Resident Mark Marciano, speaking during Public Comment on several topics, suggested that the Council should tackle Term Limits, and that the 2 3-year terms, as passed, were ‘not only short-sighted, but even dangerous’. He reiterated a drumbeat, heard mostly by electeds, that people didn’t know what they were voting for, and were just expressing frustration that Congress doesn’t have term limits.

Finally – the last item on the agenda was the City Manager Contract Extension. In previous discussions on the topic, the contract, expiring in 2016, was proposed to be extended by 2 years to 2018. But suddenly, Mayor Jablin proposed a 5-year extension to 2020 – once again citing Term Limits as the reason this had to be done. The clueless new Council that will exist from 2017 on, will destroy the city without the continuity provided by the current City Manager. Normally, Russo said, 5 years is too long to extend the contract – but Term Limits overrides such need for caution. Tinsley encouraged that the time be used for a succession plan for City Manager Ferris’ retirement; Russo said the same. The extension passed 5:0.

As to the Business:

  • Kudos to Riverside Enrichment Center for receiving Apple Accreditation 
  • Kudos to Km! Ra, the City’s Purchasing Director for being awarded a 2015 UPPCC Agency Certificate 
  • City’s Resident Opinion Survey – 400 residents were surveyed in January 2015 and results were compared with the survey conducted in 2006 – with a sampling error of 4.9%. 96% would recommend living in Palm Beach Gardens and cited Family, Weather, and Shopping/Restaurants as why they live here. The results will be posted on the City website on Monday.  Here is the PB Post’s article on the survey.
  • Mirasol ClubHouse expansion passed 5:0 on First Reading
  • Purchasing rather than leasing Golfcourse Maintenance Equipment passed 5:0
  • Council appointments to external and internal boards remained unchanged except for one that requires the Mayor’s participation.

Martino: City Manager Contract Extension Premature at Best

On Thursday April 2, 2015 the City Council of Palm Beach Gardens has an agenda item to discuss an extension of the current City Manager’s employment contract with the City for two additional years from 2016 to 2018. I have a few questions for the City Council to answer. The current contract expires in 2016, so why now? Why the rush? Are there specific and compelling reasons for this extension?

This call for an extension to this City Manager’s contract has been promulgated before, in July 2014 at two Council meetings, and at a September 2014 meeting. There was Public comment, press coverage, and a news article in the Palm Beach Post featuring City Manager, Ron Ferris, and his commentary specifically dealing with this extension. I will return to his comments in a bit.

As the Public Record reflects, in no particular order, without identifying the Councilperson, and as I understand them to be, below are the City Council’s reasons for extending the City Manager’s contract to 2018. My comment to each is below.

  • our leader, the City Manager should be able to stay here as long as he wants…

Really, I thought our leader was the City Council and the City Manager’s length of service to the City is determined by the City Council.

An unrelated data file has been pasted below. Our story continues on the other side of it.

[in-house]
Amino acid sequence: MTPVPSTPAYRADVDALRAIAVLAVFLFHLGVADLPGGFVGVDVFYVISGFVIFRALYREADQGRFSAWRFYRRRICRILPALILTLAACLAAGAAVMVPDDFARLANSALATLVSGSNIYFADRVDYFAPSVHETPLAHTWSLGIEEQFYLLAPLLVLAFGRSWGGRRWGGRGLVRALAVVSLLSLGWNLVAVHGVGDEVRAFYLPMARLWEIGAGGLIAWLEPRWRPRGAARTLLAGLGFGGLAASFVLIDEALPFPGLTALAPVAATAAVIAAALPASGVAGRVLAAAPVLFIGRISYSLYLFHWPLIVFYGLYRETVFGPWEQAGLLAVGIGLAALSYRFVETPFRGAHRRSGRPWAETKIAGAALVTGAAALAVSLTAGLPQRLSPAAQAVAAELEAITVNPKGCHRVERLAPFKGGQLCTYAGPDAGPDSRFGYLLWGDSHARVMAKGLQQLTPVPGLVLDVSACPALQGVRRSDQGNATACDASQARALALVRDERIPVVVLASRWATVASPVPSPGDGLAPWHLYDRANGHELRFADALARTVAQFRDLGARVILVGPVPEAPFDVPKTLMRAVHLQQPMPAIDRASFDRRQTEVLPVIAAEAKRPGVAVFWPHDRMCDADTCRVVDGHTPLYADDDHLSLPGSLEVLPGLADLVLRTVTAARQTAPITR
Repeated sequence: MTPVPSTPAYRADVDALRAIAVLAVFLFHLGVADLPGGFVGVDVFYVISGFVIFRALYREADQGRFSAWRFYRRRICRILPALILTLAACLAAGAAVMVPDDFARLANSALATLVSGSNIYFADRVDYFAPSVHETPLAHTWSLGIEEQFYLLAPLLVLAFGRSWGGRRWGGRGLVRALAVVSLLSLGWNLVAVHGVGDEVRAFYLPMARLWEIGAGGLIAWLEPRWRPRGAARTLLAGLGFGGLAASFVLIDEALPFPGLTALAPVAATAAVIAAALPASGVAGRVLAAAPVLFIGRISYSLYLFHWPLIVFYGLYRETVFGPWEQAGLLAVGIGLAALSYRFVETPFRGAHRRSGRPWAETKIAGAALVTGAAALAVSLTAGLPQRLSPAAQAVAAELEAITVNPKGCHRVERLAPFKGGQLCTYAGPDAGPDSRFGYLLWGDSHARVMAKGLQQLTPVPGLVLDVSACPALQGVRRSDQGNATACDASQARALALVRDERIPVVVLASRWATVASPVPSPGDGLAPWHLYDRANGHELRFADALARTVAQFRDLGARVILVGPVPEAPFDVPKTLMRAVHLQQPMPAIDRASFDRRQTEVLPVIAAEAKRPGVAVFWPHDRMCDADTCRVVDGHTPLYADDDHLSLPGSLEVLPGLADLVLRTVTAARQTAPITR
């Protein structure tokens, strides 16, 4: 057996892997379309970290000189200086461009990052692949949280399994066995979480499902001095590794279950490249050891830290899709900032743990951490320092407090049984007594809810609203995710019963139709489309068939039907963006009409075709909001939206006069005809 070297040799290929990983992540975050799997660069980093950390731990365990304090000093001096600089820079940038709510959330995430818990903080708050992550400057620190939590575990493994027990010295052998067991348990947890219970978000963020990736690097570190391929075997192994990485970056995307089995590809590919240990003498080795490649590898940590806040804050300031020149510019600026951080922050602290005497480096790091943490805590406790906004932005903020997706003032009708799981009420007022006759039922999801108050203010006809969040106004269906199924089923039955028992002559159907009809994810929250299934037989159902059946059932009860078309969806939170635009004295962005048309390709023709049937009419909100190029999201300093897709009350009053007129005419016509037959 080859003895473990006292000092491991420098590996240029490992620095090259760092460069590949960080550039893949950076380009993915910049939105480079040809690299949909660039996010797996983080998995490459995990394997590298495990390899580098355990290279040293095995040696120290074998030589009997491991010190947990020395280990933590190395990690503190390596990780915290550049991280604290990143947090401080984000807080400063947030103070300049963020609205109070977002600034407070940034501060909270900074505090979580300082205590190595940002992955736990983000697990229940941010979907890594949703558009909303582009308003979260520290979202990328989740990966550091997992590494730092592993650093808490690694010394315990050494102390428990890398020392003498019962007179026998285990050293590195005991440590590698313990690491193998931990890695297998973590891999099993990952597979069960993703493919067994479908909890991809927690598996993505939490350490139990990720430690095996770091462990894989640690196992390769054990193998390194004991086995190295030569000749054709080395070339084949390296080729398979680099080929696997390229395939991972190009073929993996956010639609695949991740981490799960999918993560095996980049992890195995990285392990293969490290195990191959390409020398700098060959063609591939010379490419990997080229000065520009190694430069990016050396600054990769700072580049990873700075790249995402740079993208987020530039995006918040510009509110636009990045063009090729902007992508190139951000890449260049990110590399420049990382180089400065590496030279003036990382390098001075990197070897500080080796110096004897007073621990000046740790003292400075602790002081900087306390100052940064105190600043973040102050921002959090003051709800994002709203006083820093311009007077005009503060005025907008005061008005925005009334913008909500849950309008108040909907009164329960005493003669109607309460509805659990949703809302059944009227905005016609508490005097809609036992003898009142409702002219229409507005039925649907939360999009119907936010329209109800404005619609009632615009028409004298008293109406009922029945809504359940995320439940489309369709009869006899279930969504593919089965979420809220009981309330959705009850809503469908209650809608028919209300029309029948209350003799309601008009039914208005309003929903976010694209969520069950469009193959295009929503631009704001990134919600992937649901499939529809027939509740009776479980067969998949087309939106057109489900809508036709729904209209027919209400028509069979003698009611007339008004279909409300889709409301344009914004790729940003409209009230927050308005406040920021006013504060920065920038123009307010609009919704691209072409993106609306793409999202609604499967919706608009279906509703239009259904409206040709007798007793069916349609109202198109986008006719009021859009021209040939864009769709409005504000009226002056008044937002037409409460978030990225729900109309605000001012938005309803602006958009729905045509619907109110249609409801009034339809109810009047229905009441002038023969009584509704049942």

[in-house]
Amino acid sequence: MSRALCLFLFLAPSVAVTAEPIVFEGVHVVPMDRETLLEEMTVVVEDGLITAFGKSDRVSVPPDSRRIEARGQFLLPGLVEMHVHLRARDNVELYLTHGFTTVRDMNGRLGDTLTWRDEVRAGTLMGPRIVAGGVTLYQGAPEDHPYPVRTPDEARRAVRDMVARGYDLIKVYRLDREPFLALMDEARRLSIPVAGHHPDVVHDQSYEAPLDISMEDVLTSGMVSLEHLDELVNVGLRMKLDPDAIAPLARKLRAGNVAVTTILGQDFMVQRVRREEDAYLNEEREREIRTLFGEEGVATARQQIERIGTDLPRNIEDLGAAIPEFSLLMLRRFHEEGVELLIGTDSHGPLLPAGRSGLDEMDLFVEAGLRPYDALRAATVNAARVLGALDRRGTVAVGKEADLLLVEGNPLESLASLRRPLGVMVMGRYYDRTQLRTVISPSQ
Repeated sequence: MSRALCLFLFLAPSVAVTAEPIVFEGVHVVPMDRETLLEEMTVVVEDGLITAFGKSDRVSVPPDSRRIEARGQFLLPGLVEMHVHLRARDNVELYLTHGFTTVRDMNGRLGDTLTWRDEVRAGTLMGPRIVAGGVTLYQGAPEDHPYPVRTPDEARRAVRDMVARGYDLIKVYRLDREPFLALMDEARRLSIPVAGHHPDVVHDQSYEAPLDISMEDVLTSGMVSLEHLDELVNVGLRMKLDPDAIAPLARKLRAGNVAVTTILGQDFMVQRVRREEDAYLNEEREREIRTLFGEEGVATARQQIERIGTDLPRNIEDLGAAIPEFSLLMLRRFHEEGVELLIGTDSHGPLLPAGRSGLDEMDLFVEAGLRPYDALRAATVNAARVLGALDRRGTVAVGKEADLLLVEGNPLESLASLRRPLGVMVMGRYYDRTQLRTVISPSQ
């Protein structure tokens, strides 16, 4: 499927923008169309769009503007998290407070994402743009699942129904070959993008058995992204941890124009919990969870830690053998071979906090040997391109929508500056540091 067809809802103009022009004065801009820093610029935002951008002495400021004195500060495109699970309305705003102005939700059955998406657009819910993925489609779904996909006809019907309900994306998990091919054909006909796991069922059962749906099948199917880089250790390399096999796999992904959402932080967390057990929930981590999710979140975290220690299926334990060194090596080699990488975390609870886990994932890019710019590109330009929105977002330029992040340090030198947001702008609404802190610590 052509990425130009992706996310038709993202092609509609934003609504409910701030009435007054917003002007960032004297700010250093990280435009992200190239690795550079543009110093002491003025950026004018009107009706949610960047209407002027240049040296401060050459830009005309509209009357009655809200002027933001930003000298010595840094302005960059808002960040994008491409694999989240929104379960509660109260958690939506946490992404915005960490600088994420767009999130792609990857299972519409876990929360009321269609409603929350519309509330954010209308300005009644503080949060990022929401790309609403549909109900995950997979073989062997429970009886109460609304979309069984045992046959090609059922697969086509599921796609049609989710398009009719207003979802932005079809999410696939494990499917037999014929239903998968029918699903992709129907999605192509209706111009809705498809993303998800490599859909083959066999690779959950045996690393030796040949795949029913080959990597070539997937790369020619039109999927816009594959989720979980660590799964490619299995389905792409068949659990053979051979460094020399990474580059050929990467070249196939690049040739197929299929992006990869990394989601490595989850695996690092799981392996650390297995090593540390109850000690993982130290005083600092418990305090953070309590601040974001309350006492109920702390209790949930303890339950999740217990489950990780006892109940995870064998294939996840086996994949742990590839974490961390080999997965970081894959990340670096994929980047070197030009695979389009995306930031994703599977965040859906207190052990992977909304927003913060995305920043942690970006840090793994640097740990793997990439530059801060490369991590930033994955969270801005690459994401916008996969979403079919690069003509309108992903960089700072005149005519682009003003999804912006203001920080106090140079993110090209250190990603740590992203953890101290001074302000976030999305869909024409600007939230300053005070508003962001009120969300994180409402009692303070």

• …we control the City now…term limits will change that…

How arrogant! How insulting to the residents! Term limits are now a reality, and yes, Councilperson, they will change that, thankfully.

  • …we owe it to the City Manager because of his future plans…

The personal future plans of the City Manager are his to deal with and not the City’s.

To my knowledge there have been no Public comments from the City Manager on the contract extension. Therefore, I must return to the Palm Beach Post article to find quotes from City Manager as to why his contract should be extended. What the City Manager says and my commentary on them is below…

  • …he wants to stay four more years…with several major developments to steer…I don’t feel like my job is done yet…

The steering of any major or minor developments is accomplished by and the responsibility of the elected City Council members’ policies and not the City Manager. The City Manager’s tenure with the City is depended primarily on the quality of the daily administration of City Council policies.

  • …he has a 2-year and a 4-year plan for his succession but won’t discuss them because they involve personnel matters…

First and foremost, the City of Palm Beach Gardens is not some sort of monarchy that requires a succession plan with an anointed successor. In my opinion, the selection of a successor to any City Manager is the business and policies of the elected members of the sitting City Council and not subject to or part of any succession plan or plans by the outgoing City Manager. Secondly, if a City Manager has a plan or plans for City business, he or she, is compelled by the Sunshine Law to reveal them to the Public. As my past experience recalls, an exception for personnel matters is only relevant when negotiations are being held on Municipal Labor Union matters.

Therefore, based on the above public commentary the reasons given, thus far, for extending the current City Manager’s contract lack sound policy conviction and principle. From the above, I can only conclude that the contract extension basis is personal rather than professional both from the City Council and the City Manager’s perspectives. Until, and if, the City Council can respond for the public record with better reasons and the City Manager can enlighten the public with his plans for the City a contract extension is premature at best. From my point of view, to date full transparency for this proposed contract extension is lacking and, therefore, compromised.